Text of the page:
North Korea blames US, South for cyberattack 'sabotage'

North Korea had laid the blame for cyberattacks at the feet of its southern counterpart and the United States.
Written by Charlie Osborne, Contributing Writer
Source: Flickr

North Korea has accused the U.S. of staging cyberattacks aimed at infiltrating its Internet servers.

As reported by Reuters, the Democratic People's Republic of Korea, or DPRK as the country is officially known, believes that the United States is to blame for a set of cyberattacks which caused disruption to its main news services.

The cyberattacks in question caused disruption to a number of online services, temporarily killing access to service websites including the KCNA news agency and state Rodong Sinmun newspaper. On Friday, the Korean Central News Agency commented:

"It is nobody's secret that the U.S. and the South Korean puppet regime are massively bolstering up cyber forces in a bid to intensify the subversive activities and sabotages against the DPRK. Intensive and persistent virus attacks are being made every day on Internet servers operated by the DPRK."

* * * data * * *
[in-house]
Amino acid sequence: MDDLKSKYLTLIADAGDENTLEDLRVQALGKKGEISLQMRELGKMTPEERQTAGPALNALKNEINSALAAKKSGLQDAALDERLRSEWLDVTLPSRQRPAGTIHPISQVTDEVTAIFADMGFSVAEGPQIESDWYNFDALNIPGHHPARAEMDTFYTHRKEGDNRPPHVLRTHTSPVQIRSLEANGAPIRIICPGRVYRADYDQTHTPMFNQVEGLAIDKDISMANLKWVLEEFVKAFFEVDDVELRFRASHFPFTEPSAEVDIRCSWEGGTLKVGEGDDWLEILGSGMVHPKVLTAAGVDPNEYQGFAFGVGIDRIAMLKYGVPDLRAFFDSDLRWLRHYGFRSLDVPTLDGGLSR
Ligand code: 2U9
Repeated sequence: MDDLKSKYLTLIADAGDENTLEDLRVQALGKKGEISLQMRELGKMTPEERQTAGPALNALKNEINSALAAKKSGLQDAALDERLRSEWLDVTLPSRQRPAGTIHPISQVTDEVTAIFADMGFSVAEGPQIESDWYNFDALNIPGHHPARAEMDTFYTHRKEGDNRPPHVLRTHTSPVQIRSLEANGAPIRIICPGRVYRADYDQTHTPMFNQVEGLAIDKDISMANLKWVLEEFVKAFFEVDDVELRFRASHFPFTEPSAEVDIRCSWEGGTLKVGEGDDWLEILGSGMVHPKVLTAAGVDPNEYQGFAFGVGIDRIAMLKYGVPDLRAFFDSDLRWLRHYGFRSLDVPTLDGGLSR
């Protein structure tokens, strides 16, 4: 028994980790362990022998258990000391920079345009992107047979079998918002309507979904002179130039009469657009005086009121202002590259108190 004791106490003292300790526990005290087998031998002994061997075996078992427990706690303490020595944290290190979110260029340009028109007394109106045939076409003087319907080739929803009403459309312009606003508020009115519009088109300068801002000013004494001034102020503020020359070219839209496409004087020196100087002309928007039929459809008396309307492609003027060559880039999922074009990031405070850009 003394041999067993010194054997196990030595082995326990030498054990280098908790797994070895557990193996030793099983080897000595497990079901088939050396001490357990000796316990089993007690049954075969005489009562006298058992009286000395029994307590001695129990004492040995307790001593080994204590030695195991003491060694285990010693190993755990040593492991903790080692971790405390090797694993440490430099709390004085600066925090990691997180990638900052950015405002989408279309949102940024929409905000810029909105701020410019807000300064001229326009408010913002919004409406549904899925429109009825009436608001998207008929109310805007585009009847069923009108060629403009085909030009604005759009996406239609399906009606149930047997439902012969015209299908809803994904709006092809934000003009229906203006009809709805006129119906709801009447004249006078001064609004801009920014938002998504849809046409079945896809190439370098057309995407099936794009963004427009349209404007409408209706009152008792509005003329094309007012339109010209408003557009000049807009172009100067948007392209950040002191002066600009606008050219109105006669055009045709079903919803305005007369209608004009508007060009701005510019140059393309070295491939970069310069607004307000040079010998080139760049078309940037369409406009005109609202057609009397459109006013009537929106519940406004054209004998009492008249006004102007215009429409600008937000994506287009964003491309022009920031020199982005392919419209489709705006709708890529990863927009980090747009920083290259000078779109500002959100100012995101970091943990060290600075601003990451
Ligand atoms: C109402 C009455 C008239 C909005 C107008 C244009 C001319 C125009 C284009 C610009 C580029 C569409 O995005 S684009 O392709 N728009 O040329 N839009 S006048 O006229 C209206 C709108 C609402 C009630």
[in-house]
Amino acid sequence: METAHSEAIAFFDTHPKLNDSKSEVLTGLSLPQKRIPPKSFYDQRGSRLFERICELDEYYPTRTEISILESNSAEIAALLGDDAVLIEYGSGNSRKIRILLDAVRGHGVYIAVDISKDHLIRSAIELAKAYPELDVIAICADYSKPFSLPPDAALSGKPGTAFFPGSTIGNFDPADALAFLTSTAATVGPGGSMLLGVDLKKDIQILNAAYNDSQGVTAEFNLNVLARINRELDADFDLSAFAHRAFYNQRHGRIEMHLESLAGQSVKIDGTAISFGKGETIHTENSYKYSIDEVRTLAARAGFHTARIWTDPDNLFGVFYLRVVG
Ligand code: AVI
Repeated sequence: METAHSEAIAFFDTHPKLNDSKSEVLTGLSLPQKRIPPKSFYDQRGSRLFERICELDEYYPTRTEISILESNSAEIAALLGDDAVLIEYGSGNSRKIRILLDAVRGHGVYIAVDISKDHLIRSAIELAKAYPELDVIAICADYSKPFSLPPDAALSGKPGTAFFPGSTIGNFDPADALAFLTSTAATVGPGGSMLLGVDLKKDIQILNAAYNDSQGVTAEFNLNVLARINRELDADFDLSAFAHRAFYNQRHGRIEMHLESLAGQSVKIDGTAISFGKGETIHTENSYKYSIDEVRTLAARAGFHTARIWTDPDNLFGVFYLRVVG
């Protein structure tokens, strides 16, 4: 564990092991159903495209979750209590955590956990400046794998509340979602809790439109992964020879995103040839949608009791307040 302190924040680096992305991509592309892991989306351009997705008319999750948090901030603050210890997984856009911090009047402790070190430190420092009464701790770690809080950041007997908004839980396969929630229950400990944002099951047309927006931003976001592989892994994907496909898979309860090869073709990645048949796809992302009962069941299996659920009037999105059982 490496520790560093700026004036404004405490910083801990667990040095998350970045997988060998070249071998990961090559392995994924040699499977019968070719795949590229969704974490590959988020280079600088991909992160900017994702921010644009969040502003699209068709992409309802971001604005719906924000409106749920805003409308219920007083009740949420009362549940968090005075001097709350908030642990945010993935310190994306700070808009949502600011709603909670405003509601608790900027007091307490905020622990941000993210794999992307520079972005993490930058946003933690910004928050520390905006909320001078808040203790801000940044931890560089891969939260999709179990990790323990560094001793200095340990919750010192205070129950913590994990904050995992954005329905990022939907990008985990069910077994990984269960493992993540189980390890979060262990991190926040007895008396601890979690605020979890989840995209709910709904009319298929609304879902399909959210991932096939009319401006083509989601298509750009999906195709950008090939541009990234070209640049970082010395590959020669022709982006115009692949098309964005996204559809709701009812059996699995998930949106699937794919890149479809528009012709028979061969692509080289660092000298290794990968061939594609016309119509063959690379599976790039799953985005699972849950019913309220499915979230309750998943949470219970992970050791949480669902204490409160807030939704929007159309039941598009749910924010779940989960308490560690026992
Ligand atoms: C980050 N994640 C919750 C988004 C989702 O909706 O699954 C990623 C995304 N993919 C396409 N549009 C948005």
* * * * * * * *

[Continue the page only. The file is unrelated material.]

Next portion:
The KCNA also said that both parties "will have to take the responsibility for the whole consequences."

North Korea, itself, has been blamed for spreading malicious software which aimed to bring down global governmental bodies and corporations. In 2011, the country was accused of launching a cyberattack against South Korea which crashed approximately half of the servers belonging to a South Korean bank, which destroyed key data and prevented customers from accessing their funds for several days. Kim Young-dae, a prosecutor who was in charge of the investigation that followed, called it an "unprecedented act of cyberterror involving North Korea."

North Korea in turn says that its Southern rival is fuelling the flames of confrontation with these kinds of accusations, although defectors from the country have warned that thousands of computer engineers in Pyongyang have been recruited for cyberwarfare, according to the publication.

The accusation comes at an interesting time, as the U.S. begins serious talks with China over allegations that it is one of the main sources of cyberattacks. For the first time this week, U.S. intelligence agencies said that cyberattacks are now a concern that tops terrorism in terms of national security, and measures must be taken to combat such threats.

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